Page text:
The man in black settled into the narrow wooden seat inside the confessional. It smelled strongly of oil soap and fabric. There was a thin wood panel between where he sat and the partition next to him, with another wooden panel behind the first. The panels were carved with small holes in the wood, but they were lined up opposite one another so he couldn't see straight into the partition next to him. Anonymity, he supposed, was important if you're going to pour your heart out and confess your sins. The panels separated the two sections of the confessional. One for the preacher man and one for the tormented creature who was confessing. There was a small rectangular hole in the center of the two panels at about knee height. The man in black could only imagine what the hole was for. Maybe holding hands while one prayed, he wondered?
He reached into a jacket pocket and pulled out a pair of latex gloves then quickly slid his hands into them, drawing them snug with a snap. He patted the breast pocket of his jacket then took a deep breath, held it for several seconds then exhaled slowly.
He was tired. Not just fatigue, but what his mama would have called bone tired. For several weeks he had been wrestling with the realization that the job was taking a hell of a lot more out of him than it used to, when the door of the other partition opened and a shadow stepped inside. There was a brief moment of soft light in the confessional, and then it grew dim again as the door closed.
"Miserable night outside." The preacher man said with a heavy sigh.
After several moments the man in black replied.
There was a tense pause, and then the preacher man spoke up, a little louder.
"I was nervous, the first time I set foot inside of a confessional. It's perfectly natural." He quipped in a friendly voice.
"I'm not certain if it's being nervous." The man in black answered solemnly.
He was listening, carefully. He saw no one else when he entered the church, and while in the confessional he had been listening intently for any sign of other people. The absolute lack of sound comforted him, assuring he was alone with the preacher man.
"I guess…" The man in black said. "I'm like most folks in that I don't know where to start."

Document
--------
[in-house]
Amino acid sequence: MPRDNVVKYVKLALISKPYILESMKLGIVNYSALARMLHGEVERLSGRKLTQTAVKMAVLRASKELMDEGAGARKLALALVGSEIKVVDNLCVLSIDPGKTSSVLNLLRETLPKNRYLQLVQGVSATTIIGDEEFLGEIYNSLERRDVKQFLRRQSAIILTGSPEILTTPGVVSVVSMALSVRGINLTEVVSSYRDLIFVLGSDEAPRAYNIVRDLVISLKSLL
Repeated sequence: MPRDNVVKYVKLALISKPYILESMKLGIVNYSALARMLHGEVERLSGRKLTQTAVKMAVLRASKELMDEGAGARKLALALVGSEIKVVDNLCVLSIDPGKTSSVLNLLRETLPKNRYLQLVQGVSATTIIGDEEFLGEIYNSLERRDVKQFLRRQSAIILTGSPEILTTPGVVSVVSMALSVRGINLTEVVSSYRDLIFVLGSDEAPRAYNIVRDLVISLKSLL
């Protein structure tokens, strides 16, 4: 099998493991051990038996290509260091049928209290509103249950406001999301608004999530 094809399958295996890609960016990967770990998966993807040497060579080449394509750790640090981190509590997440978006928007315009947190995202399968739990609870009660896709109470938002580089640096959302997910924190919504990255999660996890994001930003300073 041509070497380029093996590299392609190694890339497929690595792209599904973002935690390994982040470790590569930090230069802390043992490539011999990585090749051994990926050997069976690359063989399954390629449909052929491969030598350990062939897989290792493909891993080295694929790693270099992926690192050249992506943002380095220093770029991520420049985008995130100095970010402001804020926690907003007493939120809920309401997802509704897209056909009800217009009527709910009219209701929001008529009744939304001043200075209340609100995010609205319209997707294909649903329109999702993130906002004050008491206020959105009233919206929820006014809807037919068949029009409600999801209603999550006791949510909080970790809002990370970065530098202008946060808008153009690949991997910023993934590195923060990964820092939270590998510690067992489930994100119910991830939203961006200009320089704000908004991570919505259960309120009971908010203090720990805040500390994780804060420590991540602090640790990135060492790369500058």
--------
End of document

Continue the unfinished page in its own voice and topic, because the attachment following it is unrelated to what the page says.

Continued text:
"Then tell me what you can. And we'll go from there. If you were determined enough to come here in the rain, I have no doubt you have the strength to say what you came here to say. I know things are weighing down on you, otherwise you wouldn't be here." The preacher replied softly. His tone was reassuring. "Please trust me when I tell you that you will feel much better after talking about the things that burden you."
There was another pause, this one longer. Then the man in black spoke.
"I've killed people." He said. "Quite a few."
The silence lingered on for long moments, and then the man in black continued.
"I've come to realize that I'm driven by something that I don't quite understand. Part of me wants to believe that I'm setting something right in the world that is terribly wrong. And part of me feels like I'm doing it for selfish reasons. Maybe killing my father over and over again for dying like a coward and leaving me as a kid."
More silence followed, and after a few seconds the man in black spoke on.
"I'm not certain if it's because I'm a mean a bastard at heart and I just enjoy hurting people, or maybe because I enjoy hurting certain people because I can easily justify it. Either way it's the same."
"Well." The preacher man interjected softly. "It is very brave of you to admit all of this, and I see by the fact that you have given such thoughts to your actions that you are still human, despite your actions. I would suggest that you remember that when you decide the next step to take in your recovery."